At the completion of behavioral testing, rats were overdosed with sodium pentobarbital and transcardially perfused with ice-cold phosphate buffered saline (PBS) (pH 7.4), followed by 0.1 M phosphate buffer, pH 7.4, containing 4% paraformaldehyde (pH 7.4). Brains were post-fixed for 48-h in the same fixative (4% PFA) and then immersed daily in 0, 10, 20, and 30% sucrose in PBS. Brains were cut into 40 μm coronal sections on a cryostat and either mounted onto precleaned Superfrost Plus slides and stained with thionin or stored as free floating sections in a cryoprotective solution (0.05 M PBS, 25% glycerol, 25% polyethylene glycol) at 4 °C. Free floating sections were stained for either myelin (fibers of passage) or NeuN (neuronal nuclei).

For myelin staining, brain sections were transferred to PBS-containing wells and rinsed for 20 min. FluoroMyelin Green (Invitrogen) was prepared immediately prior to staining by diluting the staining solution 300-fold in PBS. Tissue sections were immersed in 500 μl staining solution and incubated for 20 min at room temperature. Sections were rinsed in PBS, mounted on Superfrost slides, and air dried before coverslipping with Vectashield mounting medium (Vector Laboratories).

NeuN immunostaining was performed using the mouse monoclonal anti-NeuN antibody (1:200 dilution; Chemicon) followed by biotinylated secondary antibody and avidin-biotin complex system (Vector ABC kit, Vector Laboratories, Burlingame, CA). Diaminobenzidine tetrahydrochloride (DAB) (DAB Peroxidase Substrate Kit, Vector Laboratories) was used as a chromogen. Sections were mounted on slides, dehydrated, cleared, and coverslipped.

Lesion assessment

Stained sections were viewed with a Zeiss Axioimager light microscope (Carl Zeiss Microimaging). The lesion location was determined by examining both thionin-stained and NeuN-stained sections with the aid of a rat brain atlas (Paxinos and Watson, 1998).

Experiment 1: effects of post-training CeA CRF inhibition on the consolidation of contextual fear memory

We evaluated the hypothesis that CeA CRF secretion is a critical factor in a memory modulatory system that has a temporal role in consolidation processing. CeA cannulated rats were initially exposed to contextual fear conditioning and then returned to their home cage before microinjecting PBS or CRF ASO (1 nmol, 0.4 μl/side volume) at 5-min, 9-h, 24-h, or 96-h after training. As our previous study (Pitts et al., 2009) found no behavioral differences between animals microinjected into the CeA with PBS or random sequence oligonucleotides, control animals in this study were treated only with PBS. Furthermore, in that study we demonstrated (with FITC labeled oligonucleotides) that a 0.4 μl infusion volume was confined to the CeA and also showed that 1 nmol CRF ASO microinjected into the CeA induced a significant reduction in CRF immunoreactivity after 5 h but not after 48 h. Thus, in this study, contextual freezing was measured in the drug-free retention test 48 h after CRF ASO microinjections (see Fig. 1A). At the conclusion of testing, rat brains were prepared for analysis. For each post training time interval, t-tests were conducted between groups to determine statistical significance.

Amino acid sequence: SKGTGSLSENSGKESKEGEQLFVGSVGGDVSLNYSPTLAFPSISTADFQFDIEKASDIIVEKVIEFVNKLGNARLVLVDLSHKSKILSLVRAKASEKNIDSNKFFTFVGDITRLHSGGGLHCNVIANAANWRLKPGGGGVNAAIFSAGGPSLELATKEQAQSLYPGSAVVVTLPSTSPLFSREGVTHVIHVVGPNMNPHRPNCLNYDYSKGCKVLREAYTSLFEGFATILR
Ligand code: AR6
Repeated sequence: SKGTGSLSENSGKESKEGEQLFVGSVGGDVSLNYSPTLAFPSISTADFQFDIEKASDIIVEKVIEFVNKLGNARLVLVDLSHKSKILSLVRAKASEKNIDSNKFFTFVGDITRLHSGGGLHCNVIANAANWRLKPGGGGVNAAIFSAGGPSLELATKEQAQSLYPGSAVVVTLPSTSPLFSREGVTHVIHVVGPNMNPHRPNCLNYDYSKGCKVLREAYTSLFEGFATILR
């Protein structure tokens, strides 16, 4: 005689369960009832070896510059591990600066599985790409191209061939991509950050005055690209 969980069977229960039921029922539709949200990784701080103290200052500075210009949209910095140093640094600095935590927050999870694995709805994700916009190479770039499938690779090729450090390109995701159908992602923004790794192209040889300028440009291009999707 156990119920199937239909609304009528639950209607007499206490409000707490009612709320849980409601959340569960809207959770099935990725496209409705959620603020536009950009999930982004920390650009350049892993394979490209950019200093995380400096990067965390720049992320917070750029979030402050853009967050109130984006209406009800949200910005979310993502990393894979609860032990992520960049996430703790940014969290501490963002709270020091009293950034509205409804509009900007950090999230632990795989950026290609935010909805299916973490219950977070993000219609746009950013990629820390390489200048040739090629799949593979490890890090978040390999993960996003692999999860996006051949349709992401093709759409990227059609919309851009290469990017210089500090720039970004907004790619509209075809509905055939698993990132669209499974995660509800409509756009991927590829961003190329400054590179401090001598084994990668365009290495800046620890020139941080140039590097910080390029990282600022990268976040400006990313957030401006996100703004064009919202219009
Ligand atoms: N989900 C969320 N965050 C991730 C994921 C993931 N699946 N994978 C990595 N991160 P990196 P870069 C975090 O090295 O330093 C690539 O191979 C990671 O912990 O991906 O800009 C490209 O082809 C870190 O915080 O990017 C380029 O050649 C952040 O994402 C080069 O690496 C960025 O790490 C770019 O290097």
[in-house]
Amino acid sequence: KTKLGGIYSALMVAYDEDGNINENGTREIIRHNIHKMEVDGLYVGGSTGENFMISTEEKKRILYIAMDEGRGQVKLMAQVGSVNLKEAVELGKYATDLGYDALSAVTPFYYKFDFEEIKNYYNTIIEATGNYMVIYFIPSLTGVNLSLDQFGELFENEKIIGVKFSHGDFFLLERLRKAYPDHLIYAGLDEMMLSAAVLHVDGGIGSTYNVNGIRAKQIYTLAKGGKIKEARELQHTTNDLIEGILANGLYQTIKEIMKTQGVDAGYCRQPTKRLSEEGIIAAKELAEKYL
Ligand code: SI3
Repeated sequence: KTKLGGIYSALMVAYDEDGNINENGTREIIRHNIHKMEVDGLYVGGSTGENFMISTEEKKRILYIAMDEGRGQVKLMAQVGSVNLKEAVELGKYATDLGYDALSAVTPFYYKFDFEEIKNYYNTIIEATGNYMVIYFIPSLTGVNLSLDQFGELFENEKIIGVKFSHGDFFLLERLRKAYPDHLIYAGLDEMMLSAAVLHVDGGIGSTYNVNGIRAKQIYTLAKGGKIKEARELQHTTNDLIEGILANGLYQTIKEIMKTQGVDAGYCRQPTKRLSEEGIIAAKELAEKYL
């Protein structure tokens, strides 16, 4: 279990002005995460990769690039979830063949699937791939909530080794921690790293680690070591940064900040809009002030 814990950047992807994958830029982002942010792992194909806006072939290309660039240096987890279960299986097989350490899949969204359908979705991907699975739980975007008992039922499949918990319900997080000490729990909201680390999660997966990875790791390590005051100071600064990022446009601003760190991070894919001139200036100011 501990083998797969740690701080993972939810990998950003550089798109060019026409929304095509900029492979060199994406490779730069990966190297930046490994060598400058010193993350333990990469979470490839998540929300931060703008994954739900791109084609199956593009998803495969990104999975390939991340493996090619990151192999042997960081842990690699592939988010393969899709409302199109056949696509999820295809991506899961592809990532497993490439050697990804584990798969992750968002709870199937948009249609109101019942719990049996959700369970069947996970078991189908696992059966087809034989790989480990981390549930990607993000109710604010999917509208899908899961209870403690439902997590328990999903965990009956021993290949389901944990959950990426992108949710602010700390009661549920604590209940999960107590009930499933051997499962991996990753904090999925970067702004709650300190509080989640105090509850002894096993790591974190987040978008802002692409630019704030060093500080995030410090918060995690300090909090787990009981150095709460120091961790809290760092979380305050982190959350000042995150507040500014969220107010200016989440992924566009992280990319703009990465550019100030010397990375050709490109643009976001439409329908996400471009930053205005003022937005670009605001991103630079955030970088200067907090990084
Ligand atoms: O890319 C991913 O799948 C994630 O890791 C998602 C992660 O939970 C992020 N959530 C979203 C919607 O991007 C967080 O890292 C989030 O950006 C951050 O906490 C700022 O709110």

Figure 1
Effects of post-training microinjections of CRF ASO (1 nmol/side) in the CeA on the consolidation of contextual freezing. A, Contextual fear conditioning testing procedure. B, Representative photomicrograph (magnification 2.5x) of thionin-stained brain ...

Experiment 2: effects of post-training CeA fiber-sparing lesions modulating the consolidation of contextual fear

The purpose of this study was to extend and validate the results of experiment 1 by determining whether a functional CeA is required for the consolidation and retention of contextual fear memory. CeA cannulated rats were exposed to contextual fear conditioning and returned to their home cages. At post-training intervals of 24-h or 96-h, rats were anesthetized and microinjected bilaterally with PBS or ibotenic acid (10 μg/μl, 0.2 μl/side). All rats were tested for contextual fear retention 48-h after the microinjections. At the conclusion of testing, rat brains were prepared for analysis.

Based upon the results of experiment 1, we hypothesized that CeA lesions induced 24-h, but not 96-h, after contextual fear training would impair the retention of contextual fear memory. To statistically test this hypothesis, t-tests were conducted between groups at each post-training interval.

3. Results

3.1. Experiment 1: CeA CRF synthesis influences contextual fear memory consolidation for at least 24 h after conditioning